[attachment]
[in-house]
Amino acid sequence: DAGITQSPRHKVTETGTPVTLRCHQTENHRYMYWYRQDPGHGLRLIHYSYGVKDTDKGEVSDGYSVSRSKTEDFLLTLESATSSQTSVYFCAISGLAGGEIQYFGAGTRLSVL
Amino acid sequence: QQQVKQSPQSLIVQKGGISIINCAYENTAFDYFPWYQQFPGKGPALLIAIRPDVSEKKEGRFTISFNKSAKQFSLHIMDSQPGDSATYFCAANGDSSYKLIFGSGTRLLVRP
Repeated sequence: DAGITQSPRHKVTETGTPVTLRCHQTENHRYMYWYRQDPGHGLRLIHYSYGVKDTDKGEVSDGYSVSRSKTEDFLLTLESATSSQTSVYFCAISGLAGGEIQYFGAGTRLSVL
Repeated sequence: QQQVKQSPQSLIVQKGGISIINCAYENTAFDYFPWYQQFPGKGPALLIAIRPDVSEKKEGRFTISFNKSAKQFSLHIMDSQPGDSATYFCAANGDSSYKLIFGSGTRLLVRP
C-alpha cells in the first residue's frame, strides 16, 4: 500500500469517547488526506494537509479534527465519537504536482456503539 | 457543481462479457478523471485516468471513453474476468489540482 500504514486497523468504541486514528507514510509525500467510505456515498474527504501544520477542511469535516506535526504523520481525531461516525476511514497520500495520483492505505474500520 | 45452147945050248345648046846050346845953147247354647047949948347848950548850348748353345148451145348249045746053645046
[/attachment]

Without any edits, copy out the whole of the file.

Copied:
[in-house]
Amino acid sequence: DAGITQSPRHKVTETGTPVTLRCHQTENHRYMYWYRQDPGHGLRLIHYSYGVKDTDKGEVSDGYSVSRSKTEDFLLTLESATSSQTSVYFCAISGLAGGEIQYFGAGTRLSVL
Amino acid sequence: QQQVKQSPQSLIVQKGGISIINCAYENTAFDYFPWYQQFPGKGPALLIAIRPDVSEKKEGRFTISFNKSAKQFSLHIMDSQPGDSATYFCAANGDSSYKLIFGSGTRLLVRP
Repeated sequence: DAGITQSPRHKVTETGTPVTLRCHQTENHRYMYWYRQDPGHGLRLIHYSYGVKDTDKGEVSDGYSVSRSKTEDFLLTLESATSSQTSVYFCAISGLAGGEIQYFGAGTRLSVL
Repeated sequence: QQQVKQSPQSLIVQKGGISIINCAYENTAFDYFPWYQQFPGKGPALLIAIRPDVSEKKEGRFTISFNKSAKQFSLHIMDSQPGDSATYFCAANGDSSYKLIFGSGTRLLVRP
C-alpha cells in the first residue's frame, strides 16, 4: 500500500469517547488526506494537509479534527465519537504536482456503539 | 457543481462479457478523471485516468471513453474476468489540482 500504514486497523468504541486514528507514510509525500467510505456515498474527504501544520477542511469535516506535526504523520481525531461516525476511514497520500495520483492505505474500520 | 45452147945050248345648046846050346845953147247354647047949948347848950548850348748353345148451145348249045746053645046